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DASH Diet: Care Instructions

Your Care Instructions

The DASH diet is an eating plan that can help lower your blood pressure. DASH stands for Dietary Approaches to Stop Hypertension. Hypertension is high blood pressure.

The DASH diet focuses on eating foods that are high in calcium, potassium, and magnesium. These nutrients can lower blood pressure. The foods that are highest in these nutrients are fruits, vegetables, low-fat dairy products, nuts, seeds, and legumes. But taking calcium, potassium, and magnesium supplements instead of eating foods that are high in those nutrients does not have the same effect. The DASH diet also includes whole grains, fish, and poultry.

The DASH diet is one of several lifestyle changes your doctor may recommend to lower your high blood pressure. Your doctor may also want you to decrease the amount of sodium in your diet. Lowering sodium while following the DASH diet can lower blood pressure even further than just the DASH diet alone.

Follow-up care is a key part of your treatment and safety. Be sure to make and go to all appointments, and call your doctor or nurse advice line (811 in most provinces and territories) if you are having problems. It's also a good idea to know your test results and keep a list of the medicines you take.

How can you care for yourself at home?

Following the DASH diet

  • Eat 4 to 5 servings of fruit each day. A serving is 1 medium-sized piece of fruit, 1/2 cup (125 mL) raw or canned fruit, 1/4 cup (60 mL) dried fruit, or 1/2 cup (125 mL) of fruit juice. Choose fruit more often than fruit juice.
  • Eat 4 to 5 servings of vegetables each day. A serving is 1 cup (250 mL) of lettuce or raw leafy vegetables, 1/2 cup (125 mL) of chopped or cooked vegetables, or 1/2 cup (125 mL) of low-sodium vegetable juice. Choose vegetables more often than vegetable juice.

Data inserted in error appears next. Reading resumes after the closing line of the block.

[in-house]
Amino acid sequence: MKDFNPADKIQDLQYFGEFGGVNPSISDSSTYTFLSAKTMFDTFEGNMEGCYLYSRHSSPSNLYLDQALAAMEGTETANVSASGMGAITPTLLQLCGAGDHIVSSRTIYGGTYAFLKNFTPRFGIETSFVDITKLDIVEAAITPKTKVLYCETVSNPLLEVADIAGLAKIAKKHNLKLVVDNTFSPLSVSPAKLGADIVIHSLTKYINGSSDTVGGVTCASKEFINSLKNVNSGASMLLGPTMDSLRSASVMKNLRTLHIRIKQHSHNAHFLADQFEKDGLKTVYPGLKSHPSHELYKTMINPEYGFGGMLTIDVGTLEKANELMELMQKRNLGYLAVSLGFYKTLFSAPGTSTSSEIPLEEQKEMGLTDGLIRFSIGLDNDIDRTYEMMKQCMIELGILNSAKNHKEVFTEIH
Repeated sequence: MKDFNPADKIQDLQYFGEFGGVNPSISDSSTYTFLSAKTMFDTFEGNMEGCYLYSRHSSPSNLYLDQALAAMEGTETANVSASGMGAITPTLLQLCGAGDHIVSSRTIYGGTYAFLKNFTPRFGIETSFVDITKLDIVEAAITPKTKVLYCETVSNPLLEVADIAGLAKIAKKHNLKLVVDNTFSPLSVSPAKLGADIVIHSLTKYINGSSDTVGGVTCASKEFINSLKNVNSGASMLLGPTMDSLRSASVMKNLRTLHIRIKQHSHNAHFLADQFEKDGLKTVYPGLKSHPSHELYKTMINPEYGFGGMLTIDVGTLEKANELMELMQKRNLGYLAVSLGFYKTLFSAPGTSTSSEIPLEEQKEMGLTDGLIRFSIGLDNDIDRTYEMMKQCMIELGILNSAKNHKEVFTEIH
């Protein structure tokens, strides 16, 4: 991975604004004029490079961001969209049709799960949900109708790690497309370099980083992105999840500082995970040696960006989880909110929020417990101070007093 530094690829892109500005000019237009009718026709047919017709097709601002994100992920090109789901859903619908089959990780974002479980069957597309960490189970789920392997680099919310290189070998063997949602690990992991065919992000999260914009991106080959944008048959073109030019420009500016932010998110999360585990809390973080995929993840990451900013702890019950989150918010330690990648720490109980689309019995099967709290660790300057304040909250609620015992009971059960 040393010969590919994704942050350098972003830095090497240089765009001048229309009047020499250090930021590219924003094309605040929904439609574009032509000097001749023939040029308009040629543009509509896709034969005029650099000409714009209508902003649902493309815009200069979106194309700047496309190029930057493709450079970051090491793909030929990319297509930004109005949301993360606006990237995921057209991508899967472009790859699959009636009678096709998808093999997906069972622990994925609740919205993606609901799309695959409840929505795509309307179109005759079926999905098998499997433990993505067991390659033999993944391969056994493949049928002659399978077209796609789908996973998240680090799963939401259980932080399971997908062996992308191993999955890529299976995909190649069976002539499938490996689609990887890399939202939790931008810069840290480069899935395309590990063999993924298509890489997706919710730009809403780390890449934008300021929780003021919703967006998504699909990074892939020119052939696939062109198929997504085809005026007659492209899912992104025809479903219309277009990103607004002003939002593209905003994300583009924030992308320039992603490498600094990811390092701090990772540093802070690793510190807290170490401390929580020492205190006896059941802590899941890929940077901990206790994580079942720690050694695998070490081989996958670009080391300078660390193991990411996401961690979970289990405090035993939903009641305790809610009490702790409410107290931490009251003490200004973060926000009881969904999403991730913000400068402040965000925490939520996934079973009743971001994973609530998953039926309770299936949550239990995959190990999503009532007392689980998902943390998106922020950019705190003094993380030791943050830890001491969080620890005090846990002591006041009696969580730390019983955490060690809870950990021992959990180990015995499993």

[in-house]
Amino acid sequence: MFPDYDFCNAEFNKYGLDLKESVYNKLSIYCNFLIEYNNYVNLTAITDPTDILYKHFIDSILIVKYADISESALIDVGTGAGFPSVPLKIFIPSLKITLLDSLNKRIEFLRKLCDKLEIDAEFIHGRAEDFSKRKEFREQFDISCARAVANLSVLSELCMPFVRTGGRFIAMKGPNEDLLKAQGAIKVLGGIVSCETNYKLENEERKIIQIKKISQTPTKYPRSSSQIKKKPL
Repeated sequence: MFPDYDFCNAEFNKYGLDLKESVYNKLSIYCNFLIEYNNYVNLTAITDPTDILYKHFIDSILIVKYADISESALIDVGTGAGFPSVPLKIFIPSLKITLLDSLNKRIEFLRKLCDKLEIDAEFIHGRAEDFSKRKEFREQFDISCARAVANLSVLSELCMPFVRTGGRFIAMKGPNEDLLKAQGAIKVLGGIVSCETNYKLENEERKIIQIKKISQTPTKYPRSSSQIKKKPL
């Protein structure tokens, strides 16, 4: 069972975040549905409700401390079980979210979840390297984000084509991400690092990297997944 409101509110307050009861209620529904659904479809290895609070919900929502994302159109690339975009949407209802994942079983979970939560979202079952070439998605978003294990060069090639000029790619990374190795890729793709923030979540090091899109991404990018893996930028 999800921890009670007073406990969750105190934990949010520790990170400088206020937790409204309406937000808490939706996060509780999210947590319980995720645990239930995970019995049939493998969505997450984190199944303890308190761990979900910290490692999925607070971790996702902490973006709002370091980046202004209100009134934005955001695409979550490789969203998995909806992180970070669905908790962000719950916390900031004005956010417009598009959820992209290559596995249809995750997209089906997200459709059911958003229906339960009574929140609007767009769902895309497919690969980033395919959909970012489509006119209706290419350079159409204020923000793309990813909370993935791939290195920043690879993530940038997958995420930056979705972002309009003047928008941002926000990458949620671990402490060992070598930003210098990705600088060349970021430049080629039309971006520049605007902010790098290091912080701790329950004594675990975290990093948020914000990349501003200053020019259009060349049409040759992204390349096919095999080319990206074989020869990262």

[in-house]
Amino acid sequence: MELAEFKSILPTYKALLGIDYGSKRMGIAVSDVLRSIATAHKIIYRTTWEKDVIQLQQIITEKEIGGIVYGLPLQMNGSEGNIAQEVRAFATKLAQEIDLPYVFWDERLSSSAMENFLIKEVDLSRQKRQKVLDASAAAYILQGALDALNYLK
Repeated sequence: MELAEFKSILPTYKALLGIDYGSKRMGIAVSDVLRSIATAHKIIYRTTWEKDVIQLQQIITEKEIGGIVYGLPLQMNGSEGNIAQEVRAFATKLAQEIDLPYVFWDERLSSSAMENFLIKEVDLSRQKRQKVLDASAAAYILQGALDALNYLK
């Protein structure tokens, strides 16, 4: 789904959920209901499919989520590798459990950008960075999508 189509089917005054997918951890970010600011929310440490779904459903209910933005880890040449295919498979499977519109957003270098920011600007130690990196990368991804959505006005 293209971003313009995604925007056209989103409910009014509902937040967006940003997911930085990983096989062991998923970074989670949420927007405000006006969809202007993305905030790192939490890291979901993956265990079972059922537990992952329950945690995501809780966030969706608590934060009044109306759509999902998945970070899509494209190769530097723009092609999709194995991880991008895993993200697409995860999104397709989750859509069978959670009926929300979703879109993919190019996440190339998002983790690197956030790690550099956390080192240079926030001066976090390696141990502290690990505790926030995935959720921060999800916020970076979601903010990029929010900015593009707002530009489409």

• Get 2 to 3 servings of low-fat and fat-free dairy each day. A serving is 1 cup (250 mL) of milk, 1 cup (250 mL) of yogurt, or 40 g (1½ oz) of cheese.
  • Eat 6 to 8 servings of grains each day. A serving is 1 slice of bread, 30 g (1 oz) of dry cereal, or 1/2 cup (125 mL) of cooked rice, pasta, or cooked cereal. Try to choose whole grain products as much as possible.
  • Limit lean meat, poultry, and fish to 170 g (6 oz) or less each day. One egg counts as 30 g (1 oz).
  • Eat 4 to 5 servings of nuts, seeds, and legumes (cooked dried beans, lentils, and split peas) each week. A serving is 1/3 cup (75 mL) of nuts, 2 tablespoons (30 mL) of seeds, 2 tablespoons (30 mL) of peanut butter, or 1/2 cup (125 mL) of cooked beans or peas.
  • Limit fats and oils to 2 to 3 servings each day. A serving is 1 teaspoon (5 mL) of vegetable oil or 2 tablespoons (30 mL) of salad dressing.
  • Limit sweets and added sugars to 5 servings or less a week. A serving is 1 tablespoon (15 mL) jelly or jam, 1/2 cup (125 mL) sorbet, or 1 cup (250 mL) of lemonade.
  • Eat less than 2,000 milligrams (mg) of sodium a day. If you limit your sodium to 1,500 mg a day, you can lower your blood pressure even more.
  • Be aware that all of these are the suggested number of servings for people who eat 1,800 to 2,000 calories a day. Your recommended number of servings may be different if you need more or fewer calories.

Tips for success

  • Start small. Make small changes, and stick with them. Once those changes become habit, add a few more changes.
  • Try some of the following:
    • Make it a goal to eat a fruit or vegetable at every meal and at snacks. This will make it easy to get the recommended amount of fruits and vegetables each day.
    • Try yogurt topped with fruit and nuts for a snack or healthy dessert.
    • Add lettuce, tomato, cucumber, and onion to sandwiches.
    • Have a variety of cut-up vegetables with a low-fat dip as an appetizer instead of chips and dip.
    • Sprinkle sunflower seeds or chopped almonds over salads. Or try adding chopped walnuts or almonds to cooked vegetables.
    • Try some vegetarian meals using beans and peas. Add garbanzo or kidney beans to salads. Make burritos and tacos with mashed pinto beans or black beans.

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Care instructions adapted under license by your healthcare professional. If you have questions about a medical condition or this instruction, always ask your healthcare professional. Healthwise, Incorporated disclaims any warranty or liability for your use of this information.